East is East by Bette Gordon

Part of the Editor's Choice series.

BOMB 72 Summer 2000
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The clash of lifestyles that takes place between parent and child in East is East, a new and delicious black comedy, is not a new idea. But the point of view, that of a Pakistani family living in a London suburb, provides a wonderfully fresh and humorous take. The film manages to be funny without being patronizing, warm without being sentimental. George Khan, (Om Puri), the father of seven free-spirited children, wants his children to conform to traditional Pakistani values. But the children, growing up in the late ’60s and early ’70s, have their own ideas. In a story that is at times hilarious, and also poignant, the Khan kids struggle with their father’s demands.

What really makes this film outstanding are the performances, especially that of Om Puri as George. As a mature actor, Puri is as charismatic and sexy as they come. He brings a warmth to what could easily be a stereotypically tyrannical father. As his world falls apart, we cannot help but feel compassion for George, who takes refuge in the traditions into which he was born, unable to accept ideas alien to his upbringing. Mr. Puri, a native Indian actor, was seen this summer in the wonderful film My Son the Fanatic, playing another kind of father, one who knows his survival depends upon embracing the values of his adopted country, England. Mr. Puri, a major actor in his native India, has appeared there in 140 films over the past two decades, including the lead in the late Satyajit Ray’s masterfully directed Sadgati (1981). He has also appeared in Mike Nichols’s big-budget film Wolf (1984) and Roland Joffe’s City of Joy. For anyone who has never seen Om Puri, East is East offers the perfect opportunity. The buzz on him is HOT!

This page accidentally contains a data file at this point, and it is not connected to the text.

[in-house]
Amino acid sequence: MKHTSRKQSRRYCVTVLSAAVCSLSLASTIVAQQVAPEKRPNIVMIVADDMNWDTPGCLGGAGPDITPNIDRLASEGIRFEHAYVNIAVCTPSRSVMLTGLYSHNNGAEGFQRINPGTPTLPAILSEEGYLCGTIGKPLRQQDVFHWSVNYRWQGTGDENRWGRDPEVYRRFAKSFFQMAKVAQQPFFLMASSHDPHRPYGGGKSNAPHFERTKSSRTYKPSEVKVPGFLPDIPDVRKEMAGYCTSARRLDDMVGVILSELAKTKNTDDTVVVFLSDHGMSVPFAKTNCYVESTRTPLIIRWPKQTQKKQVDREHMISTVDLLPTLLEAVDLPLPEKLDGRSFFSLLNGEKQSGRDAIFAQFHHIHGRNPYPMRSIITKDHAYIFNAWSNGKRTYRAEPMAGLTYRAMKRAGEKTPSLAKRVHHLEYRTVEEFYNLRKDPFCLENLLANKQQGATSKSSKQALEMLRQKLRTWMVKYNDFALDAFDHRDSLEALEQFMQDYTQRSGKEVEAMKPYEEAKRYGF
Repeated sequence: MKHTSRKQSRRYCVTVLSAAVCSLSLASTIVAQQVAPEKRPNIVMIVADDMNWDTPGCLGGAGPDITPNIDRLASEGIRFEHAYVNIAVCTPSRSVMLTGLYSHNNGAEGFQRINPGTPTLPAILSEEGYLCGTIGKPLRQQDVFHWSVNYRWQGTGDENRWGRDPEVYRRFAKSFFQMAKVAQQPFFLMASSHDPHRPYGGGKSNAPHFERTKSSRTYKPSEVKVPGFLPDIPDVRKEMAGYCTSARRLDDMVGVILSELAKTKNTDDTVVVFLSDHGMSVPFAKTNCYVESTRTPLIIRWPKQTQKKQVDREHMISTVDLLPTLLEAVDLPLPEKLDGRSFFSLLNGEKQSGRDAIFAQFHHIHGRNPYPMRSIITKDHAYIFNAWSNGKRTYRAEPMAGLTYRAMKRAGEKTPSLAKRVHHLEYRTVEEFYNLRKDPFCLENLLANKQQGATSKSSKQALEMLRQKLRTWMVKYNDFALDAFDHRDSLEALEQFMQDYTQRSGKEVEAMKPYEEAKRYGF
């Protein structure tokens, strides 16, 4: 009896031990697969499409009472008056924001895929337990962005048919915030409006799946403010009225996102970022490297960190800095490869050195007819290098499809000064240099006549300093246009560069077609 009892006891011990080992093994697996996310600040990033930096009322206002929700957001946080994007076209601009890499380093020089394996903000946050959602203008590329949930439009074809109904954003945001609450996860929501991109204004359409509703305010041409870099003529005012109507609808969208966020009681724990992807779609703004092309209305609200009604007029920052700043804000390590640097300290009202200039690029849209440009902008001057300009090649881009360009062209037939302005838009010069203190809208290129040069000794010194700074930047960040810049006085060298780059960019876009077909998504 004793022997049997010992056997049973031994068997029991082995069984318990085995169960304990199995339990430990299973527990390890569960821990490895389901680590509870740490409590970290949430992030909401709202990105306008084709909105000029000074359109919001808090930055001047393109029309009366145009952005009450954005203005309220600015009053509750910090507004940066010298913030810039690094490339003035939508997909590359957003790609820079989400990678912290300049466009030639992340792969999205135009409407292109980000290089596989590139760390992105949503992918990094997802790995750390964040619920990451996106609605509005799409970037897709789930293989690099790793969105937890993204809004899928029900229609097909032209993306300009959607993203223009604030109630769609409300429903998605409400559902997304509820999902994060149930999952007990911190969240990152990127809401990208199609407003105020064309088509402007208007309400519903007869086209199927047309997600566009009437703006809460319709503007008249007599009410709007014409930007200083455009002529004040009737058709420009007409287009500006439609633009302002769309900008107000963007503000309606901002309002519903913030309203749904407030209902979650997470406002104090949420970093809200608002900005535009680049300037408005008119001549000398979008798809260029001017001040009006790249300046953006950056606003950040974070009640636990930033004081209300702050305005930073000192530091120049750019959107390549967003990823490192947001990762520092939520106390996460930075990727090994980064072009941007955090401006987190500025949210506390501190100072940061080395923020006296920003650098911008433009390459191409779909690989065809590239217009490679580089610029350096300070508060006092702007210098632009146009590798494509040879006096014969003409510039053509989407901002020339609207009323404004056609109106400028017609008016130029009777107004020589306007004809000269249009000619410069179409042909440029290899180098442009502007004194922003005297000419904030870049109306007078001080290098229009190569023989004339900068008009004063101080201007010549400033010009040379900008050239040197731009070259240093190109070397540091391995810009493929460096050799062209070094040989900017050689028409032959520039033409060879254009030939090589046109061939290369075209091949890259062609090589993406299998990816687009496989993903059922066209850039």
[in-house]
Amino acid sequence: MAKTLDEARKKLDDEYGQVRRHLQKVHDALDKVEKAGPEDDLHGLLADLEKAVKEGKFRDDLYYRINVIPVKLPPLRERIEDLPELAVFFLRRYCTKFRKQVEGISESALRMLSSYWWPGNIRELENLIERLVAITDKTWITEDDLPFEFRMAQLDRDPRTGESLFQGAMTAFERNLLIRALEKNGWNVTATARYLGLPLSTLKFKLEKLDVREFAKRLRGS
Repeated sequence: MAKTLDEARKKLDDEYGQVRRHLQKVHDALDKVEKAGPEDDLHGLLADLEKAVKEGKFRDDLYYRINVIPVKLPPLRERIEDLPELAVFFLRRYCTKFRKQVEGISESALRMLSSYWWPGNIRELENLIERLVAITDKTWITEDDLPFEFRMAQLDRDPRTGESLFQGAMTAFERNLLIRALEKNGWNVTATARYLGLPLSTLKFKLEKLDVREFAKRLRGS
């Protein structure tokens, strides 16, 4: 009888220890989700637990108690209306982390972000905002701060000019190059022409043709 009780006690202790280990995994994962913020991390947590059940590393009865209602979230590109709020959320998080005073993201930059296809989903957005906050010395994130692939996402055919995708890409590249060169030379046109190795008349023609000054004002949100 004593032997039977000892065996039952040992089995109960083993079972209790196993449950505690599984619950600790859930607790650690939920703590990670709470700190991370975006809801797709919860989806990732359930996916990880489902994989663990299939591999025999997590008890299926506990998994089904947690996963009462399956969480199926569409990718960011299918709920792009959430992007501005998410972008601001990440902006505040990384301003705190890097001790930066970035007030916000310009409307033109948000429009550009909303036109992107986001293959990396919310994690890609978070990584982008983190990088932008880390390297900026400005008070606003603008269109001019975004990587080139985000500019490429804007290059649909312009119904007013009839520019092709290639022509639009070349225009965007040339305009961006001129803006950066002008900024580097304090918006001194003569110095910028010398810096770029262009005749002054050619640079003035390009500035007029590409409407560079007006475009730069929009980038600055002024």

East is East was adapted from a play by Ayub Khan-Din, which sold out when it was produced at the Royal Court Theatre in London. Ayub Khan-Din won several awards for the play, including Great Britain’s Writer’s Guild Award for Best New Writer.

But the film never feels stagey, and the writer and director added layers and complexities to the play. The locations, characters, and images of red brick streets mixed with the colors of Pakistani ceremony are rich and textured.

—Bette Gordon


East is East, a Miramax film, was just released in the US.

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“Chiaroscuro levels of thought.”

Originally published in

BOMB 72, Summer 2000

Featuring interviews with Om Puri, Uncle Mame, Donald Baechler, Monique Prieto, Aleksandar Hemon, Paul Beatty, Arthur C. Danto, Julien Temple, and Miriam Makeba.

Read the issue
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